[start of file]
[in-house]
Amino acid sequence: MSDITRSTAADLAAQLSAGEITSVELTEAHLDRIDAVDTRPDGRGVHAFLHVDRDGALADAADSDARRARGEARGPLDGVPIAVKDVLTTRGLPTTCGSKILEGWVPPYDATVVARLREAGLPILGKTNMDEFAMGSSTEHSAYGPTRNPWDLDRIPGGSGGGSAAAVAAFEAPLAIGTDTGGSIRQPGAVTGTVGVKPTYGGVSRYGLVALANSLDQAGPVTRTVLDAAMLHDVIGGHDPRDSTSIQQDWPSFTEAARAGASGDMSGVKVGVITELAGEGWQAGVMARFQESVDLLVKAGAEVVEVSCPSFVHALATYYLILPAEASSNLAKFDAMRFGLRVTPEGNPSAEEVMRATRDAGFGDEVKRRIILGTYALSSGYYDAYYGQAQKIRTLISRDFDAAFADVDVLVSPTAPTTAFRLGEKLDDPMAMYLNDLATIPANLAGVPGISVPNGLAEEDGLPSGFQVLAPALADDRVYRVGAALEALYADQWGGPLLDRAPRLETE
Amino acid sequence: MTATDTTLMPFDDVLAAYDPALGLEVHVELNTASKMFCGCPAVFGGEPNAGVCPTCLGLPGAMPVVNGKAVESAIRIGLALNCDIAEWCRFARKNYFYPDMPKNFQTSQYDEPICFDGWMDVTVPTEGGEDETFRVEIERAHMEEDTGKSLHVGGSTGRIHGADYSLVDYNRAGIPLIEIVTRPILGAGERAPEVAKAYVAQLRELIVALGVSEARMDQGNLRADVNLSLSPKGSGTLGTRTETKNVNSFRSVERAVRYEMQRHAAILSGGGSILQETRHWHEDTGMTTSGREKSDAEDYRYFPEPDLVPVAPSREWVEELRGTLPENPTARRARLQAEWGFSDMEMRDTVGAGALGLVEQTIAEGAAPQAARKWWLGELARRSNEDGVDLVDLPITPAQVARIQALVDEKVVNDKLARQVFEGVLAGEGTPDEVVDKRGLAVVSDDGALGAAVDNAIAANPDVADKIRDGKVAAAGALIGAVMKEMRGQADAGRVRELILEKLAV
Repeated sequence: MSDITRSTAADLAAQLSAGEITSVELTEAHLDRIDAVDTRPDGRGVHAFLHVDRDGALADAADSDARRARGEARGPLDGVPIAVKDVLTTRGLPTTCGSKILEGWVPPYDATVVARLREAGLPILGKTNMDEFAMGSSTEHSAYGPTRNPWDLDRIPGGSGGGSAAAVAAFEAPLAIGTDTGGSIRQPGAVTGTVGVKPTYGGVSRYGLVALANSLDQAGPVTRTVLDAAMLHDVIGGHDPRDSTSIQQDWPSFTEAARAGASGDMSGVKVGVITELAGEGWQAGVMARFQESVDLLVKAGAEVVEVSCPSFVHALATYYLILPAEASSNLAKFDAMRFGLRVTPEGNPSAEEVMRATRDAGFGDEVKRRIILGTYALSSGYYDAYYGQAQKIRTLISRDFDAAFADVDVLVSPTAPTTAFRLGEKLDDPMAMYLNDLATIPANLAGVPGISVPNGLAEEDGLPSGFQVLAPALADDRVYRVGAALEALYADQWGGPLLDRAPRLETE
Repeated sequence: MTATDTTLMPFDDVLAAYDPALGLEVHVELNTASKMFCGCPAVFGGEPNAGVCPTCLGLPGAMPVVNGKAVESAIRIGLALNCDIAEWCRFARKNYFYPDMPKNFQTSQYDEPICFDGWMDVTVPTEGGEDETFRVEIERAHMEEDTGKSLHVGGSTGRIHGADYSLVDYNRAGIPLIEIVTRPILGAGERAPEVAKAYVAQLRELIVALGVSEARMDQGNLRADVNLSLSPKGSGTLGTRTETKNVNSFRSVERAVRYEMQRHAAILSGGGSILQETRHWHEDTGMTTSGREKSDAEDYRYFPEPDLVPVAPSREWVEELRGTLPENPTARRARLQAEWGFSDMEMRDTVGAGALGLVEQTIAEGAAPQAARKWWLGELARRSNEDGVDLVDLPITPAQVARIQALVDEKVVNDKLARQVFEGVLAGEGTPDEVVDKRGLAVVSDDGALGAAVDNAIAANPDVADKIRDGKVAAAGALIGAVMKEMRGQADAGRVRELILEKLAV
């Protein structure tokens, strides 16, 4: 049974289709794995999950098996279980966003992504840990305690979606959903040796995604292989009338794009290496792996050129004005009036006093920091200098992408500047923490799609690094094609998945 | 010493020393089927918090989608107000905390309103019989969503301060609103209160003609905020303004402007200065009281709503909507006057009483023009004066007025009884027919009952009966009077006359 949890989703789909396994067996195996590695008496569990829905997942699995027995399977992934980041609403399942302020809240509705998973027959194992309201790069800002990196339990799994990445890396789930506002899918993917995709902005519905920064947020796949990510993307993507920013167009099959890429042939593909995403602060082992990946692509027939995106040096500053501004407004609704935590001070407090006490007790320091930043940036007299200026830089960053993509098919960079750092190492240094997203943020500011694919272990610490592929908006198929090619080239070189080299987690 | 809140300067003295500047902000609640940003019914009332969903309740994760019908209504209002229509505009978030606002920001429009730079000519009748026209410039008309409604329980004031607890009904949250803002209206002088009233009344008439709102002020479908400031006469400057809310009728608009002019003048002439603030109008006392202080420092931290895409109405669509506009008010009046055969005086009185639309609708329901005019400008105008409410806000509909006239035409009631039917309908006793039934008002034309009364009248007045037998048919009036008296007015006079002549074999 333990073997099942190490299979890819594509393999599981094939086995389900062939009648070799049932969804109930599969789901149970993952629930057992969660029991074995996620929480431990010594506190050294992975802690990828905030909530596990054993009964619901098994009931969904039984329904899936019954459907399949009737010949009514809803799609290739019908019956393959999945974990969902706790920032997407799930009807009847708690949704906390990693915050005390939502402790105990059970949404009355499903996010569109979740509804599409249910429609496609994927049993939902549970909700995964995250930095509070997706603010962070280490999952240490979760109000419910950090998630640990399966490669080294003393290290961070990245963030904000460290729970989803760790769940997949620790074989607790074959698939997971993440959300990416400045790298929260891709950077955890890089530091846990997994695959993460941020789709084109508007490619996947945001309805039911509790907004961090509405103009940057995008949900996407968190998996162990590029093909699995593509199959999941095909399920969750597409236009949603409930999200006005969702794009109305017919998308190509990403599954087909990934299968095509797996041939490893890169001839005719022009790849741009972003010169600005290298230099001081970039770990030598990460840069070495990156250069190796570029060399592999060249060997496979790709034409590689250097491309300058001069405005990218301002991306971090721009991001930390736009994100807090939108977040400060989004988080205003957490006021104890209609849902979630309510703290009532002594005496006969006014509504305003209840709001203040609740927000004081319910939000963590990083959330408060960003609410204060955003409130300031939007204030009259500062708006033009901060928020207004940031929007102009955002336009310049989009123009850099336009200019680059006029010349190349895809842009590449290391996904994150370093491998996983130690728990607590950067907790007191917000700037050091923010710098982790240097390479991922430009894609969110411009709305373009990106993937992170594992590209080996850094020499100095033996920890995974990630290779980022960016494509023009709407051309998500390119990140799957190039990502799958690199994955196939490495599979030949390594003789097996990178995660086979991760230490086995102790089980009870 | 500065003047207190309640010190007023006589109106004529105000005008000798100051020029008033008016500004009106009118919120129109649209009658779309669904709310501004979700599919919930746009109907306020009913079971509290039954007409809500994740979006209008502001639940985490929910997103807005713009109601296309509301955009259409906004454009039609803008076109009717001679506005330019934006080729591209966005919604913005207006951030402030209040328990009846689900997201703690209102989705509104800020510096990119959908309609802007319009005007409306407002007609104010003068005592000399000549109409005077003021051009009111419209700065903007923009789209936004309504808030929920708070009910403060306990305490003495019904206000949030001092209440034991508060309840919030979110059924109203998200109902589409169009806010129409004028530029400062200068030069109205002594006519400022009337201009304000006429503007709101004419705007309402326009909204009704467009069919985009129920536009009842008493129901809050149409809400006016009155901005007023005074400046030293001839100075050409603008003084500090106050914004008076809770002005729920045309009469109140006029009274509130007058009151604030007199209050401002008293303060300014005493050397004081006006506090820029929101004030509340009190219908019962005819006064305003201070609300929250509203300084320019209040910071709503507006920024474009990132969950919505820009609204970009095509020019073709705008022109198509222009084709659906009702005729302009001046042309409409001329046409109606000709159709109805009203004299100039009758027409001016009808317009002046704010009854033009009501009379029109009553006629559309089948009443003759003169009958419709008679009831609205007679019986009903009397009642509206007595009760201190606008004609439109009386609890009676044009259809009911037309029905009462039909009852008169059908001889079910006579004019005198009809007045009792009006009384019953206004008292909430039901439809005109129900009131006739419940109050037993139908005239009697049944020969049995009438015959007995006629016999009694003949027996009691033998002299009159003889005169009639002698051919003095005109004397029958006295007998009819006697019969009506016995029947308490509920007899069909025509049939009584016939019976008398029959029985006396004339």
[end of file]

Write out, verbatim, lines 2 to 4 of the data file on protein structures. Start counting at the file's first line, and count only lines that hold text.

Amino acid sequence: MSDITRSTAADLAAQLSAGEITSVELTEAHLDRIDAVDTRPDGRGVHAFLHVDRDGALADAADSDARRARGEARGPLDGVPIAVKDVLTTRGLPTTCGSKILEGWVPPYDATVVARLREAGLPILGKTNMDEFAMGSSTEHSAYGPTRNPWDLDRIPGGSGGGSAAAVAAFEAPLAIGTDTGGSIRQPGAVTGTVGVKPTYGGVSRYGLVALANSLDQAGPVTRTVLDAAMLHDVIGGHDPRDSTSIQQDWPSFTEAARAGASGDMSGVKVGVITELAGEGWQAGVMARFQESVDLLVKAGAEVVEVSCPSFVHALATYYLILPAEASSNLAKFDAMRFGLRVTPEGNPSAEEVMRATRDAGFGDEVKRRIILGTYALSSGYYDAYYGQAQKIRTLISRDFDAAFADVDVLVSPTAPTTAFRLGEKLDDPMAMYLNDLATIPANLAGVPGISVPNGLAEEDGLPSGFQVLAPALADDRVYRVGAALEALYADQWGGPLLDRAPRLETE
Amino acid sequence: MTATDTTLMPFDDVLAAYDPALGLEVHVELNTASKMFCGCPAVFGGEPNAGVCPTCLGLPGAMPVVNGKAVESAIRIGLALNCDIAEWCRFARKNYFYPDMPKNFQTSQYDEPICFDGWMDVTVPTEGGEDETFRVEIERAHMEEDTGKSLHVGGSTGRIHGADYSLVDYNRAGIPLIEIVTRPILGAGERAPEVAKAYVAQLRELIVALGVSEARMDQGNLRADVNLSLSPKGSGTLGTRTETKNVNSFRSVERAVRYEMQRHAAILSGGGSILQETRHWHEDTGMTTSGREKSDAEDYRYFPEPDLVPVAPSREWVEELRGTLPENPTARRARLQAEWGFSDMEMRDTVGAGALGLVEQTIAEGAAPQAARKWWLGELARRSNEDGVDLVDLPITPAQVARIQALVDEKVVNDKLARQVFEGVLAGEGTPDEVVDKRGLAVVSDDGALGAAVDNAIAANPDVADKIRDGKVAAAGALIGAVMKEMRGQADAGRVRELILEKLAV
Repeated sequence: MSDITRSTAADLAAQLSAGEITSVELTEAHLDRIDAVDTRPDGRGVHAFLHVDRDGALADAADSDARRARGEARGPLDGVPIAVKDVLTTRGLPTTCGSKILEGWVPPYDATVVARLREAGLPILGKTNMDEFAMGSSTEHSAYGPTRNPWDLDRIPGGSGGGSAAAVAAFEAPLAIGTDTGGSIRQPGAVTGTVGVKPTYGGVSRYGLVALANSLDQAGPVTRTVLDAAMLHDVIGGHDPRDSTSIQQDWPSFTEAARAGASGDMSGVKVGVITELAGEGWQAGVMARFQESVDLLVKAGAEVVEVSCPSFVHALATYYLILPAEASSNLAKFDAMRFGLRVTPEGNPSAEEVMRATRDAGFGDEVKRRIILGTYALSSGYYDAYYGQAQKIRTLISRDFDAAFADVDVLVSPTAPTTAFRLGEKLDDPMAMYLNDLATIPANLAGVPGISVPNGLAEEDGLPSGFQVLAPALADDRVYRVGAALEALYADQWGGPLLDRAPRLETE